1. bookVolume 29 (2021): Edition 2 (December 2021)
Détails du magazine
License
Format
Magazine
eISSN
2061-9588
Première parution
08 Oct 2013
Périodicité
2 fois par an
Langues
Anglais
access type Accès libre

A call for observations of birds with sublingual oral fistulas in central and eastern Europe, and beyond

Publié en ligne: 29 Nov 2021
Volume & Edition: Volume 29 (2021) - Edition 2 (December 2021)
Pages: 188 - 194
Reçu: 21 Oct 2021
Accepté: 26 Oct 2021
Détails du magazine
License
Format
Magazine
eISSN
2061-9588
Première parution
08 Oct 2013
Périodicité
2 fois par an
Langues
Anglais
Abstract

Birds with major physical abnormalities do not live for extended periods and, therefore, are rarely observed in the wild. This is particularly the case for birds with defects in their feeding apparatus that succumb to mortality rapidly through precipitous declines in their foraging efficiency and body condition. Sublingual oral fistulas are such an abnormality and involve the development of an opening (or fistula) in the floor of the oral cavity through which the tongue extends, resulting in its permanent exclusion from the mouth. The tongue dehydrates and dies. First described in the 2000s in Stitchbirds (Notiomystis cincta) in New Zealand, it has rarely been reported in other species. However, following our recent discovery of two seabird species on Ascension Island in the South Atlantic displaying oral fistulas, in 2016 I launched a citizen science research project requesting reports of birds with the condition in the world’s avifauna. To date, I have received 188 reports of birds of 82 different species with many contributed from western Europe. However, with only one report from central and eastern Europe, I am now requesting the assistance of birders in the region and in other parts of the world to contribute to this ongoing research project.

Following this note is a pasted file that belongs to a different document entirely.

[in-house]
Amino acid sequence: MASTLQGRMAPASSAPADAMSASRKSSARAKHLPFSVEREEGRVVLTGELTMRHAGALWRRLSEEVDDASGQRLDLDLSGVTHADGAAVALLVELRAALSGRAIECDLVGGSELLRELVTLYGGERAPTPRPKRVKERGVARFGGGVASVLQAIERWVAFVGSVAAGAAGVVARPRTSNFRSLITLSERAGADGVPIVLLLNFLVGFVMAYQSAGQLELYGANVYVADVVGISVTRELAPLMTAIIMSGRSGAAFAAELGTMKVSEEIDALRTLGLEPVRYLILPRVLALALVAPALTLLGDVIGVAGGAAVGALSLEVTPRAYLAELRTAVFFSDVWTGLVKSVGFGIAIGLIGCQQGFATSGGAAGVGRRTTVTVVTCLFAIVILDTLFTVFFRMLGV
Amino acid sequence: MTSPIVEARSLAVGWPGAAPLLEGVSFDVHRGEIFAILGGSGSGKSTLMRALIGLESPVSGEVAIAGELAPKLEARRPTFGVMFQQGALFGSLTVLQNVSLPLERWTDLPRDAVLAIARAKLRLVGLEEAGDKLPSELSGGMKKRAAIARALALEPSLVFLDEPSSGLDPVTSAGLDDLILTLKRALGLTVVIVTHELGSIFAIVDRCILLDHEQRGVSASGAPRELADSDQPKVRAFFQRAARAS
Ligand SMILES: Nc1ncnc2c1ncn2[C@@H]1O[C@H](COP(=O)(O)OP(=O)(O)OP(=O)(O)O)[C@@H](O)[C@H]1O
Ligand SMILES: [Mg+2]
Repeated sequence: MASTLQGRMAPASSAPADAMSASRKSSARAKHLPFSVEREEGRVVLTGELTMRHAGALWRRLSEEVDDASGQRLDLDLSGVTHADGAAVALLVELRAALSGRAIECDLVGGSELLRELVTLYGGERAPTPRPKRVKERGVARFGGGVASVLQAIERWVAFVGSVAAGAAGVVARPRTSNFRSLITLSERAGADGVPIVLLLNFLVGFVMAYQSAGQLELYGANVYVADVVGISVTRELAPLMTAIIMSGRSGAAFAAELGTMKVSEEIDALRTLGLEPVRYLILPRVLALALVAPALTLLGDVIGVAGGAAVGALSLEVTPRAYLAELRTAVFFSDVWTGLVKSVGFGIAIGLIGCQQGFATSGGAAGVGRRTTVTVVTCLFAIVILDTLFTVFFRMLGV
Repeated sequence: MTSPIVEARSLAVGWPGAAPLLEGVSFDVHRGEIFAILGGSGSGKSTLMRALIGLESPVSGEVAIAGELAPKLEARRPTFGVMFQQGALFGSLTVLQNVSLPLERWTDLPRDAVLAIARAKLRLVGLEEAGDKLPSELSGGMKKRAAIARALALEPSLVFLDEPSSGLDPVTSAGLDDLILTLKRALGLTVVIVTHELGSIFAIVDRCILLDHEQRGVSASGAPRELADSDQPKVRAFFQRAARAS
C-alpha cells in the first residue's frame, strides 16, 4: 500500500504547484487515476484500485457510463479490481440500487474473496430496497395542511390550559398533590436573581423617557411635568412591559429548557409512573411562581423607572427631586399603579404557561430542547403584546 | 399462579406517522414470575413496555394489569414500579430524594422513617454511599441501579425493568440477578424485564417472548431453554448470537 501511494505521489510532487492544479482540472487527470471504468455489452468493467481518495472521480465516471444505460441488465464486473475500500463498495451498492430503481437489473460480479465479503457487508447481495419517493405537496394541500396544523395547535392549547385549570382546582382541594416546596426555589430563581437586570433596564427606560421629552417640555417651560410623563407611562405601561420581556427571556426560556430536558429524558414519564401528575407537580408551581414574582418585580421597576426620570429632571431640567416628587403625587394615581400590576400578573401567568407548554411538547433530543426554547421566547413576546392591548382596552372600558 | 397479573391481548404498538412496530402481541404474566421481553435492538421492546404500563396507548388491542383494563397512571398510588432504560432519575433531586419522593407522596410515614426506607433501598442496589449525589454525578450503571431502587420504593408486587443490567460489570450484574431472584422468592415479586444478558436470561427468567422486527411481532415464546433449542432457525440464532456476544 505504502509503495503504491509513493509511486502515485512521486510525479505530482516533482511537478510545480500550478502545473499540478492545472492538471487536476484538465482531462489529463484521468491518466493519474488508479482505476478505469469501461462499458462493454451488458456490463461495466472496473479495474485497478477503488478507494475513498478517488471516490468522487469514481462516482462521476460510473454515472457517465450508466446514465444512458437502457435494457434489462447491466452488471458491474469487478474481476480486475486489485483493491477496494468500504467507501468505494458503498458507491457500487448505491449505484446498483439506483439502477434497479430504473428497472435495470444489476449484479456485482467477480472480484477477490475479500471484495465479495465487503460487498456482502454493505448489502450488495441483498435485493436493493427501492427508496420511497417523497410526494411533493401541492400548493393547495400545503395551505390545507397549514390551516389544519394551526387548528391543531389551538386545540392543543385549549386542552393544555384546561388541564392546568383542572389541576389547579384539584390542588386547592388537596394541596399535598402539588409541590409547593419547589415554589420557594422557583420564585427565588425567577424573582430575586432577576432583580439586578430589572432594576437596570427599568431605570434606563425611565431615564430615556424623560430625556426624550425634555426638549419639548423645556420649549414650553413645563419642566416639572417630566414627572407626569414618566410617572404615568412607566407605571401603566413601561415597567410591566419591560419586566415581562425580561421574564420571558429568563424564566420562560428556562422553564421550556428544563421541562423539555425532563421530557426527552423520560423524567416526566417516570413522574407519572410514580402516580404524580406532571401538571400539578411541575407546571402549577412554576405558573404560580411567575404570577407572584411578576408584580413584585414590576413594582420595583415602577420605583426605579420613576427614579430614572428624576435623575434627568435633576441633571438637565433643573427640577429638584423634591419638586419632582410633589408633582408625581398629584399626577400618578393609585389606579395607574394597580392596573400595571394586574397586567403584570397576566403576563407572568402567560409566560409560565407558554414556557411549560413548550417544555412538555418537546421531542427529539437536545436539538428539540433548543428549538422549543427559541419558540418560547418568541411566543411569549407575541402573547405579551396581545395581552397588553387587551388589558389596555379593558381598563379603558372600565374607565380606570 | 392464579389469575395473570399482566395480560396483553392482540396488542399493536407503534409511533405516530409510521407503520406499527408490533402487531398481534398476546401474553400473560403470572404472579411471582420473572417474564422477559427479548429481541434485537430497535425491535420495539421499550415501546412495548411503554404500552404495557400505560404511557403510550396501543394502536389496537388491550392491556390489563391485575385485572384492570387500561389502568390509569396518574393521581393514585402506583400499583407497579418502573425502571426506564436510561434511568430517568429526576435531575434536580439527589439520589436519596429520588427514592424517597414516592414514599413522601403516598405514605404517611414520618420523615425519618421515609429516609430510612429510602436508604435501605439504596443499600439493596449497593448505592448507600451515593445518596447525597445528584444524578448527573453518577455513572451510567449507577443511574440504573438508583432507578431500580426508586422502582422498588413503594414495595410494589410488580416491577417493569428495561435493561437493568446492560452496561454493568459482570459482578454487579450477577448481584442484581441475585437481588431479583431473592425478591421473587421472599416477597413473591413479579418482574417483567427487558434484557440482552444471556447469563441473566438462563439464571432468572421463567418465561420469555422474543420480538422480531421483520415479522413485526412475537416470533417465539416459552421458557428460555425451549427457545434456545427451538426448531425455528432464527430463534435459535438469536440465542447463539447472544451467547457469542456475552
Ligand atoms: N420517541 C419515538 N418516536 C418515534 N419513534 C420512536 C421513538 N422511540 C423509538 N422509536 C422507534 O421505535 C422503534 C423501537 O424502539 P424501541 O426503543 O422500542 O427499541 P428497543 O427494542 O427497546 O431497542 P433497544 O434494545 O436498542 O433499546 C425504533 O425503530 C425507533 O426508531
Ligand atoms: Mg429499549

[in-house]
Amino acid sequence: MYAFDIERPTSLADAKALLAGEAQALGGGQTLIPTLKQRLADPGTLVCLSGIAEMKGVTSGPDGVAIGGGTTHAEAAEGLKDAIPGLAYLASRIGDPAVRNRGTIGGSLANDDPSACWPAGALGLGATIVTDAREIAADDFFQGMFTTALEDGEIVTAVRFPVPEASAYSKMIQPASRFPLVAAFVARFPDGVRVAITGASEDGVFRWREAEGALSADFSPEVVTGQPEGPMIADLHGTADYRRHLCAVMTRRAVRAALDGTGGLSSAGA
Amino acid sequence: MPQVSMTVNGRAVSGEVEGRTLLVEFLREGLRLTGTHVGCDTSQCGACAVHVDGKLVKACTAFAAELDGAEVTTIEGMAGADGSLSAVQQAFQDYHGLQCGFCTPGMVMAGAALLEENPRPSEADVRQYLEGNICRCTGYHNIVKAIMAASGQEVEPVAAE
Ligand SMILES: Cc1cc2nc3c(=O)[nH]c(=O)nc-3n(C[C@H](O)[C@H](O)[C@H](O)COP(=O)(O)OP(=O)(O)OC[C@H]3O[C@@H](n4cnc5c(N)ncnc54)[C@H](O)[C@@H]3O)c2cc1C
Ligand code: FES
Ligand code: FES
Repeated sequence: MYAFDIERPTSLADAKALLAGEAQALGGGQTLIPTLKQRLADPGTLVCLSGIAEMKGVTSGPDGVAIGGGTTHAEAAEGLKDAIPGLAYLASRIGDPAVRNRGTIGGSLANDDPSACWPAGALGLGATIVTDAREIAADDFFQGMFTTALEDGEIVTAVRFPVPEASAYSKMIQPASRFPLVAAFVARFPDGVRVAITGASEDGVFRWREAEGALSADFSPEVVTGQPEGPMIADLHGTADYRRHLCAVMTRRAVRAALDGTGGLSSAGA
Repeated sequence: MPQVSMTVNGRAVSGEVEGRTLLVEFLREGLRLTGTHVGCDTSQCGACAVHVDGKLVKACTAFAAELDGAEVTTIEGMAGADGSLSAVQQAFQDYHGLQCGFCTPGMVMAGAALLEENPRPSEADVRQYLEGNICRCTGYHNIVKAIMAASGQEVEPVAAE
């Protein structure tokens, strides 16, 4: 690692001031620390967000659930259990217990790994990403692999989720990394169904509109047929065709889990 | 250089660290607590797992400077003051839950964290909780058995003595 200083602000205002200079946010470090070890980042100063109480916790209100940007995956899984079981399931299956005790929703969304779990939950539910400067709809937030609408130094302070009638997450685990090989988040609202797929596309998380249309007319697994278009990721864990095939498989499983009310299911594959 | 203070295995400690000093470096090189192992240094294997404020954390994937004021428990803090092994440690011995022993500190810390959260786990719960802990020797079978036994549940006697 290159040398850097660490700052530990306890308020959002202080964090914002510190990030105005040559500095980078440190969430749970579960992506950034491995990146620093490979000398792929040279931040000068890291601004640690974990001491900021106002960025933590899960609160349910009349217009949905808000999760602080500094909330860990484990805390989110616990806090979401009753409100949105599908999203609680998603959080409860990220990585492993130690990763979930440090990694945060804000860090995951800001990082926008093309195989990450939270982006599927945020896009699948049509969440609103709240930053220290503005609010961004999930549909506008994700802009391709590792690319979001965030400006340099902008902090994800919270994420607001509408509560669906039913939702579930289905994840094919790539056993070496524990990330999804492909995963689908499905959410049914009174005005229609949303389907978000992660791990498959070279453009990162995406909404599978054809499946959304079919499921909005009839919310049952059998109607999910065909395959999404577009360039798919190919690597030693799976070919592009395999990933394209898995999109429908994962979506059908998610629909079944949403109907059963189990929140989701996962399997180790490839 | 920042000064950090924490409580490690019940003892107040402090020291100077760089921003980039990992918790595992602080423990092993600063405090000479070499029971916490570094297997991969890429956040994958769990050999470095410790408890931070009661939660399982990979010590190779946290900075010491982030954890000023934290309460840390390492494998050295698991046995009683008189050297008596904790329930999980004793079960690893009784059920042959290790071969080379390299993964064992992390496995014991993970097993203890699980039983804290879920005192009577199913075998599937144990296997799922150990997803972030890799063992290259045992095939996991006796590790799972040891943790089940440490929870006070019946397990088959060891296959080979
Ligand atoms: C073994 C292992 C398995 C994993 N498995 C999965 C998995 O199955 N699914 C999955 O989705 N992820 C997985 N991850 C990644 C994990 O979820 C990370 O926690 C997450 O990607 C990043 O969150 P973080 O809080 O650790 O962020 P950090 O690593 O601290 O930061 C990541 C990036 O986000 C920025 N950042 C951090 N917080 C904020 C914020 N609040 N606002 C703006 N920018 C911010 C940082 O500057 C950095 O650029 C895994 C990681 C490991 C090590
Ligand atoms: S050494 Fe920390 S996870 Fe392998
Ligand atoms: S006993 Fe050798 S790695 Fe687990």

Keywords

Brown, M. E. 1996. Assessing Body Condition in Birds. – In: Nolan, V. & Ketterson, E. D. (eds.) Current Ornithology, Vol. 13. – Springer, Boston, MA, USA. DOI: 10.1007/978-1-4615-5881-1_3.10.1007/978-1-4615-5881-1_3 Search in Google Scholar

Camiña, A. & Guerrero, L. M. 2013. An Eurasian Griffon Gyps fulvus disadvantaged for feeding. – Vulture News 64: 66–68. Search in Google Scholar